The Man Who Inspired The Declaration

Posted: April 19, 2013 in Category - Declaration, The Man Who Inspired The Declaration

The man who inspired the Declaration of Independence

By Kenyn Cureton

Most Americans know that Thomas Jefferson drafted the Declaration of Independence, but few know that the foundational concepts of freedom from which Jefferson drew came from the pulpit and pen of a pastor who served decades before the War of Independence: the Rev. John Wise.

Wise (1652-1725) served a Congregational church in Chebacco Parish in the southeastern part of Ipswich, Massachusetts for most of his ministry. He was the first son of an indentured servant to graduate from Harvard, and was an impressive preacher and a forceful writer.

Wise was also tall, muscular and a formidable wrestler. The story is told that later in life he was challenged to a wrestling match by Andover’s champion wrestler, Captain John Chandler. Wise tried to beg off, pleading that he was too old and infirm, but he was finally goaded into it for sport. So in the makeshift ring, Captain Chandler grappled with the elderly Wise. The preacher promptly threw the reigning wrestling champion completely over his front wall. Chandler got up, shook himself off and announced he would be on his way as soon as the preacher threw his horse over after him.

But Wise was even more tough and tenacious as an opponent of governmental overreach. In 1687, he grappled with the royal governor of New England, Sir Edmund Andros, because of a tax Andros had levied at the command of King James II. This tax was levied without the consent of the legislative body. In pulpit and town council, Wise sounded the alarm and blasted this scheme, warning of encroaching British tyranny. Two contemporaries wrote commending his efforts: “All our Watchmen were not asleep, nor the camp of Christ surprised and taken, before they had Warning.”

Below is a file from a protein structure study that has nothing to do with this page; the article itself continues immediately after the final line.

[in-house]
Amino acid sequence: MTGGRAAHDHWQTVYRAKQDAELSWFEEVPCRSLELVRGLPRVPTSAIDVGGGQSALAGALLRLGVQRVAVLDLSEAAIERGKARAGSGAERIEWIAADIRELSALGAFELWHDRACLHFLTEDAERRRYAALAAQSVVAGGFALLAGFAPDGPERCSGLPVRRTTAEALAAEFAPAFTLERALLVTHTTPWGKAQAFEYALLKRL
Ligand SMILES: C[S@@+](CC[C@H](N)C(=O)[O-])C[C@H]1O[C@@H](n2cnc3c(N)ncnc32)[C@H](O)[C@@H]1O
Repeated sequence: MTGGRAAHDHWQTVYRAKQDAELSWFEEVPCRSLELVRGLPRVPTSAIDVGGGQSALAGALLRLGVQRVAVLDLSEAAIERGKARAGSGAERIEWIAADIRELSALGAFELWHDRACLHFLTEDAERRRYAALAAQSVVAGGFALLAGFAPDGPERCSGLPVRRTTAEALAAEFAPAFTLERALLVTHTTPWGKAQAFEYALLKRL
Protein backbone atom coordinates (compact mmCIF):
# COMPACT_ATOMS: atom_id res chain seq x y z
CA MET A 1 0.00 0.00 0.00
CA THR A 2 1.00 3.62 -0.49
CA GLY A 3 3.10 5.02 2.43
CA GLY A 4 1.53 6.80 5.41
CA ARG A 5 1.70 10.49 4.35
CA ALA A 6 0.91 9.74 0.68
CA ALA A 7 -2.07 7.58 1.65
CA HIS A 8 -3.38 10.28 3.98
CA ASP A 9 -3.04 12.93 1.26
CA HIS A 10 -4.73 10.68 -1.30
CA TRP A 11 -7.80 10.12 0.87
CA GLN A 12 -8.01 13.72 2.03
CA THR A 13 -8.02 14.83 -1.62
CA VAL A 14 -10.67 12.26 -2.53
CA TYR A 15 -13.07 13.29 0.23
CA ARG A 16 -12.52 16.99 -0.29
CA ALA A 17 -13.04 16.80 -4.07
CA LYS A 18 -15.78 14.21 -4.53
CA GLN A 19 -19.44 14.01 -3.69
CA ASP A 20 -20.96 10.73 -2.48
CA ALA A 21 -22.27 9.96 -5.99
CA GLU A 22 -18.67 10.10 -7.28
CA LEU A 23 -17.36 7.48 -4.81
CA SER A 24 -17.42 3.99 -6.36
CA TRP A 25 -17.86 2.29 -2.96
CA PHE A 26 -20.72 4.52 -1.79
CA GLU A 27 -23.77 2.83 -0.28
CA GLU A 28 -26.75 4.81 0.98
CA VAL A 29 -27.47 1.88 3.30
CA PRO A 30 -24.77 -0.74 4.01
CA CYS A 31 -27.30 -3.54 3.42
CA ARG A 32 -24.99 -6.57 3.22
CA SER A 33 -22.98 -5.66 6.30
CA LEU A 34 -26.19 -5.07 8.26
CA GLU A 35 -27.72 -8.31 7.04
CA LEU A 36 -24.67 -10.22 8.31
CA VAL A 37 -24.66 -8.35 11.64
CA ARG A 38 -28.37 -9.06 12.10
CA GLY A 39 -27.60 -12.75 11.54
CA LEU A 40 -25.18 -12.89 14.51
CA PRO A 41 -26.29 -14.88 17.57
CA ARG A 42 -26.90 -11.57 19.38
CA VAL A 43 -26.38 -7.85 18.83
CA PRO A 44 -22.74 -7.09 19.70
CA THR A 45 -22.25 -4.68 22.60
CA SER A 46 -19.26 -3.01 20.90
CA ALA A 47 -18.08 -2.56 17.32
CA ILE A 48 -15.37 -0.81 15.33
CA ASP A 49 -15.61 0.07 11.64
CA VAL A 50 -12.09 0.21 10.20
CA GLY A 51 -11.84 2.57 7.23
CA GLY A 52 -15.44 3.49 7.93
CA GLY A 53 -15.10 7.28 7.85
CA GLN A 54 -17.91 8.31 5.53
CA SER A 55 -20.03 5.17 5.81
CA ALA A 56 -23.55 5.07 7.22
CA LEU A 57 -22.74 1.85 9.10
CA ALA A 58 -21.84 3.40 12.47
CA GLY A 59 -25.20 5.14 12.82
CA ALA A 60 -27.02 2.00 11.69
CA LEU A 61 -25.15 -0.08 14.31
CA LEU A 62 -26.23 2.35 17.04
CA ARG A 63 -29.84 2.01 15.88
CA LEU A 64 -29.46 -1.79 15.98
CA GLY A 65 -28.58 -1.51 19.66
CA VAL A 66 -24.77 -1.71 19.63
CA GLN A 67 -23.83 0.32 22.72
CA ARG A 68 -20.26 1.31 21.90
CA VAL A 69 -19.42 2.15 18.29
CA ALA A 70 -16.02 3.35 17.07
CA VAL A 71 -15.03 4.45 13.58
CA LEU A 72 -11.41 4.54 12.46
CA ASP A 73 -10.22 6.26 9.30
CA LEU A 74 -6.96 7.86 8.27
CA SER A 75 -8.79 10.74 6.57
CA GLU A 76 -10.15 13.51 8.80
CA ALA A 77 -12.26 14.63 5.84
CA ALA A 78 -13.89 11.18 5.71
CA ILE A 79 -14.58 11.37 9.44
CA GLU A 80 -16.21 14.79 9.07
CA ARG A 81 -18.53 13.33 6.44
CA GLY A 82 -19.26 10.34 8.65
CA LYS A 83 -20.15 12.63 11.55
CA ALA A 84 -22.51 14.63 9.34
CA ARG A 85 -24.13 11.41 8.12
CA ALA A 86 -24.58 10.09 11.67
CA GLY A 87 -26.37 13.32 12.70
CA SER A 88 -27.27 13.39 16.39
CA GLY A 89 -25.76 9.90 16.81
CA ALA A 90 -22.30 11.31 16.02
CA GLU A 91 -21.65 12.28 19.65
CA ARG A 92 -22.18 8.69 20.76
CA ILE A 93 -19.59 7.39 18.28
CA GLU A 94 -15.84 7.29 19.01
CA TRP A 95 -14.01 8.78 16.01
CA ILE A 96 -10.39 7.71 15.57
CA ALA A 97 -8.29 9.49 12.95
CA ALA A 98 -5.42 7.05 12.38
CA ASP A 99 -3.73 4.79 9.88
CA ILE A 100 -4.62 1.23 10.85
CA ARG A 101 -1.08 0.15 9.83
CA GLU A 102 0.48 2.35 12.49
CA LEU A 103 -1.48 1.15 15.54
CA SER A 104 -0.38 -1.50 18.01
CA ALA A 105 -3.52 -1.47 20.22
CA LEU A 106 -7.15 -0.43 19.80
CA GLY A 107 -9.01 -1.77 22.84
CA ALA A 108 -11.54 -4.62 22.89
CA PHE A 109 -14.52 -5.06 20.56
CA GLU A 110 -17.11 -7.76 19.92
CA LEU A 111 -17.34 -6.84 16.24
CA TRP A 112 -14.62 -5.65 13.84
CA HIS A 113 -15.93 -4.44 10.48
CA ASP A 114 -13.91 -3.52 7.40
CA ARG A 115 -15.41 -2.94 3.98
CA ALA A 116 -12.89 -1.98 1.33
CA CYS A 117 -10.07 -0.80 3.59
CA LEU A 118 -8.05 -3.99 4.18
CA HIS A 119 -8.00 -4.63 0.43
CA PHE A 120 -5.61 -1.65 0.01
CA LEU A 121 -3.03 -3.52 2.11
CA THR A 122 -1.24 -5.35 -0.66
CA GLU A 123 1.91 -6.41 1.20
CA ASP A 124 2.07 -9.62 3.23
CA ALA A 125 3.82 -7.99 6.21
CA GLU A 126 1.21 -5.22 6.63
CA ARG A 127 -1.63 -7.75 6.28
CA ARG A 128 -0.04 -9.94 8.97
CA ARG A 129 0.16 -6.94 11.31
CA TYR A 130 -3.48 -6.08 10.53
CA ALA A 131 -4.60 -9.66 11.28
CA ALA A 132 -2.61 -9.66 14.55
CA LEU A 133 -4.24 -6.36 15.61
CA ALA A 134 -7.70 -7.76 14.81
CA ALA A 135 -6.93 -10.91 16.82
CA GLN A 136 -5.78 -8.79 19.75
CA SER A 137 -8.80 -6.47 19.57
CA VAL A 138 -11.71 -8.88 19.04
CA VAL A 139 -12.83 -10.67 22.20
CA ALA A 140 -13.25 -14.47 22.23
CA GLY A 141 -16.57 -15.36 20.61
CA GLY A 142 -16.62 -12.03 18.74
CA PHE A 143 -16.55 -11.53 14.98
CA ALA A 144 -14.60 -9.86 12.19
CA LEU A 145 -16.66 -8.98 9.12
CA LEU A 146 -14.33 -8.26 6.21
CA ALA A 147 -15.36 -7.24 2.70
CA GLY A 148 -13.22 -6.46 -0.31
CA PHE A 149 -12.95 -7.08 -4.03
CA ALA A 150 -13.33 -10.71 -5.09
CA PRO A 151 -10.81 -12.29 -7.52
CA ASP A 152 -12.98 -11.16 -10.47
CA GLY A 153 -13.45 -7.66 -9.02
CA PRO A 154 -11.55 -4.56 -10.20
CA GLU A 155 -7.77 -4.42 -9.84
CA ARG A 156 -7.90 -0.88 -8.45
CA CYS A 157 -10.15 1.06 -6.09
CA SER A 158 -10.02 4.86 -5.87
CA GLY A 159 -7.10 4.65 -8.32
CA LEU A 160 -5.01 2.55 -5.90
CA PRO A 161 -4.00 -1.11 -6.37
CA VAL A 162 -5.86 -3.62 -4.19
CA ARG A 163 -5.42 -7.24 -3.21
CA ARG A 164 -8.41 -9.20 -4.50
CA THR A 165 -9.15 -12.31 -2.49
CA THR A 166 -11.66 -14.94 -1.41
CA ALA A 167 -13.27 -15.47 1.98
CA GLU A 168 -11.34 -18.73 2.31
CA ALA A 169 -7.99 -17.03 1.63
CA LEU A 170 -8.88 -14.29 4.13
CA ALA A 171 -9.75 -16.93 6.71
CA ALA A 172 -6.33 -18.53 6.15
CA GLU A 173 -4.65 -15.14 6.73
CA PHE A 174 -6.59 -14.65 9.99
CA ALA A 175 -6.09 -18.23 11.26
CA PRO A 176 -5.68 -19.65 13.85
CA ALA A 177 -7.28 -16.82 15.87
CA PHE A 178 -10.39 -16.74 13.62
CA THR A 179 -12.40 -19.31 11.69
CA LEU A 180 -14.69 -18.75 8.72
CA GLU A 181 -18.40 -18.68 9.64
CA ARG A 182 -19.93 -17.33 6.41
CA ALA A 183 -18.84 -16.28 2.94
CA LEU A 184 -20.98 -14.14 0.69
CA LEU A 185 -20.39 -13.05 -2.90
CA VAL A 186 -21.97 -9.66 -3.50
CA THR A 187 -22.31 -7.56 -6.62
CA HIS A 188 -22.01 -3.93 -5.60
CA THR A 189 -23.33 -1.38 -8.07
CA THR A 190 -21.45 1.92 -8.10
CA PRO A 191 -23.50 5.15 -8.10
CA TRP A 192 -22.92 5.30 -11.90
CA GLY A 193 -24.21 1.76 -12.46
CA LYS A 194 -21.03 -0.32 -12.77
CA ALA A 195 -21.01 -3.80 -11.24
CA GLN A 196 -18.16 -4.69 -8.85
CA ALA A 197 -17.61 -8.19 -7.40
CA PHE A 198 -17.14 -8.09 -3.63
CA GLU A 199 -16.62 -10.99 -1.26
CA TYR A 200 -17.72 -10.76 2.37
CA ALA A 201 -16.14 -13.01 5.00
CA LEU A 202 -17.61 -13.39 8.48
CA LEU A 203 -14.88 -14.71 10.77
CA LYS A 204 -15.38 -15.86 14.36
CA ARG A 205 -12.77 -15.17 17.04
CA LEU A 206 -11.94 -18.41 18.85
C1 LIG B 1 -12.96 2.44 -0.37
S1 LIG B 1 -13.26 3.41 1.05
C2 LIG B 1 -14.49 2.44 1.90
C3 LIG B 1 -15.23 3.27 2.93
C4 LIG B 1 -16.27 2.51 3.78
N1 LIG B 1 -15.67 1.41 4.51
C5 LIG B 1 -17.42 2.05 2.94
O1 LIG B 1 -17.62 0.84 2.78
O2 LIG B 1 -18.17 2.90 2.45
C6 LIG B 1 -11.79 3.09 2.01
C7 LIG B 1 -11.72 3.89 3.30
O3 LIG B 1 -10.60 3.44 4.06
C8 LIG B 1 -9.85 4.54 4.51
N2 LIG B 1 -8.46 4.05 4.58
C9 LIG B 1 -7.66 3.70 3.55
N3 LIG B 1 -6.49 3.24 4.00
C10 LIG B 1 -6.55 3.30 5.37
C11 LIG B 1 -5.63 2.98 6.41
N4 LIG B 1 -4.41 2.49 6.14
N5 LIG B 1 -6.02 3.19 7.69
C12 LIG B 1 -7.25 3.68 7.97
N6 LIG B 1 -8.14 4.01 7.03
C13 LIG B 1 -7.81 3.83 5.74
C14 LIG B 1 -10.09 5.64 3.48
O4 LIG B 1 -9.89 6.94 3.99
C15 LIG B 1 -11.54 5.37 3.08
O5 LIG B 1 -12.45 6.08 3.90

Read the rest at Family Research Council

Advertisements

Leave a Reply

Fill in your details below or click an icon to log in:

WordPress.com Logo

You are commenting using your WordPress.com account. Log Out / Change )

Twitter picture

You are commenting using your Twitter account. Log Out / Change )

Facebook photo

You are commenting using your Facebook account. Log Out / Change )

Google+ photo

You are commenting using your Google+ account. Log Out / Change )

Connecting to %s